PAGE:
Identifying and prioritising transboundary problems
The identification of transboundary problems is a crucial part of the TDA/SAP process as a whole and the TDA development phase in particular since those that are not identified at this stage may not be captured at a later stage.
The difficulty and effort involved in this initial stage will vary widely depending on the particular circumstances of the region. Generally, the key determinants are likely to be the extent to which:
- Potential transboundary problems have been the subject of scientific research at the national, regional and/or transboundary level; and
- Particular environmental problems have already been recognised as essentially transboundary in nature
A key to TDA development and the ultimate success of the TDA/SAP process is the importance of prioritisation - an integral part of any strategic planning process. Because there are often limited available resources, prioritisation helps to identify which transboundary problems need to be considered further in the TDA.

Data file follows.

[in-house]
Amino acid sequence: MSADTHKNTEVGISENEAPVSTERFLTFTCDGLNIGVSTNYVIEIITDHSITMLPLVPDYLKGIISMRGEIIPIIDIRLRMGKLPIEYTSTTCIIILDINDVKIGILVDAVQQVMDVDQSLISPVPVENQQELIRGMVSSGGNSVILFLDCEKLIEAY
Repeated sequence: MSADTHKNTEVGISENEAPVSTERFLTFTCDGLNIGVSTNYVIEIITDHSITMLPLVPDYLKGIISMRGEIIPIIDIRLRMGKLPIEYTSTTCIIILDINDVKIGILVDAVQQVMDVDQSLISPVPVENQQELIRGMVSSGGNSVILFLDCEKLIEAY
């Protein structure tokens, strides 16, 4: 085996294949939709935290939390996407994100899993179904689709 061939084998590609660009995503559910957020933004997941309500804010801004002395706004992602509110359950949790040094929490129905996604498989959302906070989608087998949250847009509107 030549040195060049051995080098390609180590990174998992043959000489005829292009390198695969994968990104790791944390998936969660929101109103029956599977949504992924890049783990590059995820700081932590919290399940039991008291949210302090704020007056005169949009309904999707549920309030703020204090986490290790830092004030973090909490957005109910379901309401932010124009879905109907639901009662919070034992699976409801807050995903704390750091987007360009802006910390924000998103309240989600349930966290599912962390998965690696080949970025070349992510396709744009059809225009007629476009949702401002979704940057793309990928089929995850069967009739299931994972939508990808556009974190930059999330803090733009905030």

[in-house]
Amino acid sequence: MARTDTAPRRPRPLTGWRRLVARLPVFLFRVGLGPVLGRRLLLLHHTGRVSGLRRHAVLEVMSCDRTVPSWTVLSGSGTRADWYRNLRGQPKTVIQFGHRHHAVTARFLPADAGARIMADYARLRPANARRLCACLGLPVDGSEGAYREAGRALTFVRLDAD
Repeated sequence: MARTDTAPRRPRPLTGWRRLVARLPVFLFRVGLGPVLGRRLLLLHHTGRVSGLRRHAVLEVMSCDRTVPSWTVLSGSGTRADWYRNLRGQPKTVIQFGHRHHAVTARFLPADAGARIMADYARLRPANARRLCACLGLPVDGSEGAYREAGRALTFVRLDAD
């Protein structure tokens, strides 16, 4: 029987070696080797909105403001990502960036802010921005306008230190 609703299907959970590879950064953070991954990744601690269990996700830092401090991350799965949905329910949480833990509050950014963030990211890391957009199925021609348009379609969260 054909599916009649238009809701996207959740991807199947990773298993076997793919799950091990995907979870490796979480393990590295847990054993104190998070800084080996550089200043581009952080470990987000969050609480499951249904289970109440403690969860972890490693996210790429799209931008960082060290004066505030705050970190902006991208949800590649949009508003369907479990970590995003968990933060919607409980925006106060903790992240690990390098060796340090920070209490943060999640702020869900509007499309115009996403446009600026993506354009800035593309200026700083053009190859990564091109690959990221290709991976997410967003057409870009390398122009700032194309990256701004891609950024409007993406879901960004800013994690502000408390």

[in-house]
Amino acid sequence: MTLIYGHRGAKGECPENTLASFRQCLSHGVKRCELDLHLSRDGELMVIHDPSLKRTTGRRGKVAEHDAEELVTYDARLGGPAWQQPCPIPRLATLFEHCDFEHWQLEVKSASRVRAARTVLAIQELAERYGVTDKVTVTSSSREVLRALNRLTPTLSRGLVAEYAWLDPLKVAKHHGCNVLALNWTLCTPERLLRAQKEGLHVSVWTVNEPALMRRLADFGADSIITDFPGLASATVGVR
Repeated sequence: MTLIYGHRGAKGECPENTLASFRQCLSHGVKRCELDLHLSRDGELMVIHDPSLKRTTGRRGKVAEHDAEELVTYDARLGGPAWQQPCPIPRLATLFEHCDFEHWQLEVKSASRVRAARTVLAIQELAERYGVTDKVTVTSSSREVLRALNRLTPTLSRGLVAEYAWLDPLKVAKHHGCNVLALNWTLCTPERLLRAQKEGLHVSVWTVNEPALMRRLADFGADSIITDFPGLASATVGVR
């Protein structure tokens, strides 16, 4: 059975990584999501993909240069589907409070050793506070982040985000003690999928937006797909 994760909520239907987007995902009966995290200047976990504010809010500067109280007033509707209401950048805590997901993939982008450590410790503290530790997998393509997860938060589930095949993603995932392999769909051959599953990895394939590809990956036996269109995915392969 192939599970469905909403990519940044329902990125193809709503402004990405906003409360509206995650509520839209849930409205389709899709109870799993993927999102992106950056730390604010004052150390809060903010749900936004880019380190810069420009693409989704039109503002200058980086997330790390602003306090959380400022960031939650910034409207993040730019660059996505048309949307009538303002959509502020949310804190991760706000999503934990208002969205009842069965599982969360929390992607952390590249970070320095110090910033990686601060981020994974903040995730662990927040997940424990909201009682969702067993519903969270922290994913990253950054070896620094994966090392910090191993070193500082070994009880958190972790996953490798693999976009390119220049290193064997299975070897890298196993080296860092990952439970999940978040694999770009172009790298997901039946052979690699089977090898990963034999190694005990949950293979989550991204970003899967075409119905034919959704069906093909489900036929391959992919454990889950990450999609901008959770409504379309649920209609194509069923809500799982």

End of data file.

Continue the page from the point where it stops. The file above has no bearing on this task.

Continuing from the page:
It will not always be possible to produce a strict ordering of the transboundary problems. There may be problems considered of equal importance, or there may be so much uncertainty that the ordering is unreliable. It is not essential to aim for a “perfect” strict ordering. The important thing is to distinguish those problems that should be considered further in the TDA from those that need not.
For the purpose of the initial transboundary problem prioritisation, the problems need to be assessed by reference to criteria - features of a problem that contribute to its relative importance. There is no single set of criteria that could be employed in every TDA. Each TDA will be different. Similarly, the importance given to each criterion will vary, depending on the views of those doing the prioritisation.
An example of a collaborative workshop for identifying and prioritising transboundary problems is given here. A number of projects have successfully used this approach including: